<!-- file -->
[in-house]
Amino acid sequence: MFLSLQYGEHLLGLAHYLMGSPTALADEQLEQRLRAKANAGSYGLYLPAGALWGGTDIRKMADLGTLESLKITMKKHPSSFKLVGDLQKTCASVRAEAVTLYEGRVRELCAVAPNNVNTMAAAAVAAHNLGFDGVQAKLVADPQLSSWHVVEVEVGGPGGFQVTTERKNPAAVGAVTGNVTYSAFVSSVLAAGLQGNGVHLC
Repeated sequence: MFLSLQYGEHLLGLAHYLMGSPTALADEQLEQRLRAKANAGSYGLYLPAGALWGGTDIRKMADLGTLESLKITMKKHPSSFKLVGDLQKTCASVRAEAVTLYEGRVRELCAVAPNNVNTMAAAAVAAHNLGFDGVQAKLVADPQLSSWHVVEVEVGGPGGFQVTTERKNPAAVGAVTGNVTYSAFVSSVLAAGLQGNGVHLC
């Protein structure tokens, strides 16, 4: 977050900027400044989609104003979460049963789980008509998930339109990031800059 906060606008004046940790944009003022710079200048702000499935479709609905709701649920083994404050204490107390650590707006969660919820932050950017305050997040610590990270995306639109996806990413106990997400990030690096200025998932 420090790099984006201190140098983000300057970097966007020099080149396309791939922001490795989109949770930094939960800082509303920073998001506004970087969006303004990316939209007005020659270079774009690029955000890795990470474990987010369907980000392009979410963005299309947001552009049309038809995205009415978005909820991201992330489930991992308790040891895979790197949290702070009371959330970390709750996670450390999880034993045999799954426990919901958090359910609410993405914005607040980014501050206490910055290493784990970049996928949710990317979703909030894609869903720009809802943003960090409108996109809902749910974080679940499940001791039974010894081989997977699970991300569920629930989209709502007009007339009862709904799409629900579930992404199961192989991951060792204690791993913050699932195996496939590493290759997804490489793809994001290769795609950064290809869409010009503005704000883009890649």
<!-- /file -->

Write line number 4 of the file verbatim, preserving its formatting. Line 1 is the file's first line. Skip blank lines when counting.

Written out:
């Protein structure tokens, strides 16, 4: 977050900027400044989609104003979460049963789980008509998930339109990031800059 906060606008004046940790944009003022710079200048702000499935479709609905709701649920083994404050204490107390650590707006969660919820932050950017305050997040610590990270995306639109996806990413106990997400990030690096200025998932 420090790099984006201190140098983000300057970097966007020099080149396309791939922001490795989109949770930094939960800082509303920073998001506004970087969006303004990316939209007005020659270079774009690029955000890795990470474990987010369907980000392009979410963005299309947001552009049309038809995205009415978005909820991201992330489930991992308790040891895979790197949290702070009371959330970390709750996670450390999880034993045999799954426990919901958090359910609410993405914005607040980014501050206490910055290493784990970049996928949710990317979703909030894609869903720009809802943003960090409108996109809902749910974080679940499940001791039974010894081989997977699970991300569920629930989209709502007009007339009862709904799409629900579930992404199961192989991951060792204690791993913050699932195996496939590493290759997804490489793809994001290769795609950064290809869409010009503005704000883009890649």